fn update context oracle.compartment-id <compartment-ocid>

Configure OCI API Endpoint URL:

fn update context api-url <api-endpoint>

In my case, for Frankfurt, the api-url is: https://functions.eu-frankfurt-1.oci.oraclecloud.com

Configure the new context with the address of the registry and repository that you want to use with Oracle Functions by entering:

fn update context registry <region-key>.ocir.io/<tenancy-namespace>/<repo-name>

Where region-key is the 3-letter representation of your region (fra in my case), the tenancy-namespace can be found if you click on your Profile, then Tenancy and repo-name is a name you can give to your repository.

Create & Deploy Function

Create an Application

In the OCI Console, go to Developer Services – Functions and click on Create Application. 

We’ll use this application to deploy our functions to it.

Create a Hello World Function

I’m going to create a python Hello World function by using:

fn init --runtime python python-demo-function

Creating function at: ./python-demo-function
Function boilerplate generated.
func.yaml created.

A new folder was generated with the name of the functions python-demo-function. 

Inside, there is a sample Hello World script func.py, a function definition file func.yaml and a text file with the requirements requirements.txt.

ubuntu@fn-dev:~/python-demo-function$ ll
total 20
drwxr-xr-x  2 ubuntu ubuntu 4096 Apr 12 14:59 ./
drwxr-xr-x 10 ubuntu ubuntu 4096 Apr 12 14:59 ../
-rw-r--r--  1 ubuntu ubuntu  574 Apr 12 14:59 func.py
-rw-r--r--  1 ubuntu ubuntu  149 Apr 12 14:59 func.yaml
-rw-r--r--  1 ubuntu ubuntu    3 Apr 12 14:59 requirements.txt

Deploy the function

Execute the following command to deploy the function to OCI, while being inside the function folder:

ubuntu@fn-dev:~/python-demo-function$ fn -v deploy --app ivl-demo-app

Note: ivl-demo-app is the name of the application that I’ve created in OCI under Developer Services – Functions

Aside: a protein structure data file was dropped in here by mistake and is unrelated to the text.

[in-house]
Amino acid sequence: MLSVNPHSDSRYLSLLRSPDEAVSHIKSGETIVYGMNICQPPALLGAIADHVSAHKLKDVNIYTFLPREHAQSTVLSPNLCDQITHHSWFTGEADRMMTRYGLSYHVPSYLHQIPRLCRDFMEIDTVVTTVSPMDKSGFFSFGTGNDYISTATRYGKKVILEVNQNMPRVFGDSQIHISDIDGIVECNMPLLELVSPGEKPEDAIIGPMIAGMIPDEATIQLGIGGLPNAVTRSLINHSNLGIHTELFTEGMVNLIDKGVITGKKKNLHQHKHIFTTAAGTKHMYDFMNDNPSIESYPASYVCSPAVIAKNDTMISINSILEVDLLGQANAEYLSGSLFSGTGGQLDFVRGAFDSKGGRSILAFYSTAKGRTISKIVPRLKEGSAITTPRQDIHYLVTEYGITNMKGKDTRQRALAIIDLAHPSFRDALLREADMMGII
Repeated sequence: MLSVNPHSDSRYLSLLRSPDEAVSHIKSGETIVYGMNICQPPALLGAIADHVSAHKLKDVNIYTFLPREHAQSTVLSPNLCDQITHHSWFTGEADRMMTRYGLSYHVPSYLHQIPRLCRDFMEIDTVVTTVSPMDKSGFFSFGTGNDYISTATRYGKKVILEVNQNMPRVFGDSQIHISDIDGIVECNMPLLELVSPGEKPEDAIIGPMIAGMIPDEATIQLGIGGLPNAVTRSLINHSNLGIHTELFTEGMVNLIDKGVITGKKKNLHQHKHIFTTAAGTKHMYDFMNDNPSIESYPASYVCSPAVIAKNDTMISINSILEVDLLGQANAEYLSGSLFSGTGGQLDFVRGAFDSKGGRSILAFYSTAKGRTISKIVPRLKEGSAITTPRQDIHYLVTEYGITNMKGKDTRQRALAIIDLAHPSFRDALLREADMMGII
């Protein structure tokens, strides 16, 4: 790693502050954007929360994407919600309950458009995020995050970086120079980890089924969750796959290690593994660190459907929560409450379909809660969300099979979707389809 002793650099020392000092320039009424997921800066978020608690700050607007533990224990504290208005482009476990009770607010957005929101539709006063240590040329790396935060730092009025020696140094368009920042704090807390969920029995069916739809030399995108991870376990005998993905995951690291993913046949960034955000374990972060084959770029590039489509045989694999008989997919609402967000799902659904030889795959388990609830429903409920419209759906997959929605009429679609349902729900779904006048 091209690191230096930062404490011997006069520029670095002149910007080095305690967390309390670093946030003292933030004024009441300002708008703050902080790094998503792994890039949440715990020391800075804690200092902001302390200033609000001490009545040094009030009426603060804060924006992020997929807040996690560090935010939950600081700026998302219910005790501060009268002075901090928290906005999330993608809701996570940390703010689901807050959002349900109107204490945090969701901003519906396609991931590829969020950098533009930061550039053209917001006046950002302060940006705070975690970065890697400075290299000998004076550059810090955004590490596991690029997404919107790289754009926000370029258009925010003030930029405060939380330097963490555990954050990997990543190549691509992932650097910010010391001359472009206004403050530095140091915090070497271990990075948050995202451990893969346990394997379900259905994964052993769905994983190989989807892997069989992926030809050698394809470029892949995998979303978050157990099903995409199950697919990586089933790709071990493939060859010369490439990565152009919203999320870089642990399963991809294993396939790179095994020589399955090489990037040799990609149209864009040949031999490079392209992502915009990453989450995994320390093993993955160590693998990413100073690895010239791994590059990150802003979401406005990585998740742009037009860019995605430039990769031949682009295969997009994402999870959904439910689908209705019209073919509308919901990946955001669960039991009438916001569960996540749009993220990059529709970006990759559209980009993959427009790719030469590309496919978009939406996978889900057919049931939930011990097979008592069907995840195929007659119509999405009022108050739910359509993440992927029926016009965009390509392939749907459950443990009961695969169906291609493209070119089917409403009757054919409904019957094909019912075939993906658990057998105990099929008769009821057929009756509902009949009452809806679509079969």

Each function will be deployed under a Docker Container.

The way this works is like this:

  • You deploy a function – the function is packaged as a docker container
  • The docker container is then published in the OCI Registry in your repository
  • When the function is called – the docker container is started and it will execute your code
  • The docker container will then remain in a paused status for a couple of minutes
  • If the function is not called again until the timeout, the container will be removed

This diagram shows the whole process of invoking a function:

fn_invoke

Diagram source: OCI Functions Documentation

Troubleshooting

If you end up having this error when deploying your function:

Fn: Image fra.ocir.io/oracsmemeaspec/ivl-repo/python-demo-function:0.0.2 does not exist or you do not have access to use it

You can go to the OCI Console, Developer Services – Registry (OCIR) – Registry and select your repository, then click on the Actions button on the right side and make it Public.

func_public

You should check that all the necessary Policies are correctly created.

Invoke Function

Invoke the Function from command-line:

ubuntu@fn-dev:~/python-demo-function$ fn invoke ivl-demo-app python-demo-function
{"message": "Hello World"}

ivl-demo-app – The name of the application created in OCI under Functions

python-demo-function – The name of the Hello World Python function

Of course, the Function can be called through many other ways like API Gateway, OCI Streaming, OCI Events, etc.

Resources

OCI Functions Quickstart

Fn Install

OCI Functions Documentation

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Ionut Adrian Vladu

I enjoy building python scripts for…everything! I am a Cloud enthusiast and I like to keep up with technology. When I'm not behind a computer, I like taking photos -- Visit My 500px profile -- or sit back and enjoy Formula 1 race weekends. Currently, working as a Tech Cloud Specialist @ Oracle